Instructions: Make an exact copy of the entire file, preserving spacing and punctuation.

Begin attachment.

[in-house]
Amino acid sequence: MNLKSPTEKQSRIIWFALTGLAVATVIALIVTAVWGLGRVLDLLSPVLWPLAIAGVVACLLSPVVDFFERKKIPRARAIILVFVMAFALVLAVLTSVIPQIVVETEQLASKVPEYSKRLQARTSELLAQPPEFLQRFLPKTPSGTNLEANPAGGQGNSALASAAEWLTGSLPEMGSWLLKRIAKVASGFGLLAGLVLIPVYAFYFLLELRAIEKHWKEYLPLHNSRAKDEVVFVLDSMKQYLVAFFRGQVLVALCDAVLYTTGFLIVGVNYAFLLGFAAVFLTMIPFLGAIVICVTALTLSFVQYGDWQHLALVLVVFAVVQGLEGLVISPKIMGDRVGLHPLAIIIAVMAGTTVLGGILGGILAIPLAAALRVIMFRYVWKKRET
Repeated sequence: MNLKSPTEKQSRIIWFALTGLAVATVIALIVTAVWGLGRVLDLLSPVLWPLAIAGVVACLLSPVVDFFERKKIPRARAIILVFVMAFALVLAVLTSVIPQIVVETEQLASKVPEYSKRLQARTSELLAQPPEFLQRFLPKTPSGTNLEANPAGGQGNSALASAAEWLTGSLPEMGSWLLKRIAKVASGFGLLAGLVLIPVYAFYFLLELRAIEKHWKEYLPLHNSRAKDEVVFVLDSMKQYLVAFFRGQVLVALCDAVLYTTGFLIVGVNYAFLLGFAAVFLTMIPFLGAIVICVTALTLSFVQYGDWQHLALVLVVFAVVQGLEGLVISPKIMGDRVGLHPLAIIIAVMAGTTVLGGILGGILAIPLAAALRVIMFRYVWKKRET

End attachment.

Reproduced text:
[in-house]
Amino acid sequence: MNLKSPTEKQSRIIWFALTGLAVATVIALIVTAVWGLGRVLDLLSPVLWPLAIAGVVACLLSPVVDFFERKKIPRARAIILVFVMAFALVLAVLTSVIPQIVVETEQLASKVPEYSKRLQARTSELLAQPPEFLQRFLPKTPSGTNLEANPAGGQGNSALASAAEWLTGSLPEMGSWLLKRIAKVASGFGLLAGLVLIPVYAFYFLLELRAIEKHWKEYLPLHNSRAKDEVVFVLDSMKQYLVAFFRGQVLVALCDAVLYTTGFLIVGVNYAFLLGFAAVFLTMIPFLGAIVICVTALTLSFVQYGDWQHLALVLVVFAVVQGLEGLVISPKIMGDRVGLHPLAIIIAVMAGTTVLGGILGGILAIPLAAALRVIMFRYVWKKRET
Repeated sequence: MNLKSPTEKQSRIIWFALTGLAVATVIALIVTAVWGLGRVLDLLSPVLWPLAIAGVVACLLSPVVDFFERKKIPRARAIILVFVMAFALVLAVLTSVIPQIVVETEQLASKVPEYSKRLQARTSELLAQPPEFLQRFLPKTPSGTNLEANPAGGQGNSALASAAEWLTGSLPEMGSWLLKRIAKVASGFGLLAGLVLIPVYAFYFLLELRAIEKHWKEYLPLHNSRAKDEVVFVLDSMKQYLVAFFRGQVLVALCDAVLYTTGFLIVGVNYAFLLGFAAVFLTMIPFLGAIVICVTALTLSFVQYGDWQHLALVLVVFAVVQGLEGLVISPKIMGDRVGLHPLAIIIAVMAGTTVLGGILGGILAIPLAAALRVIMFRYVWKKRET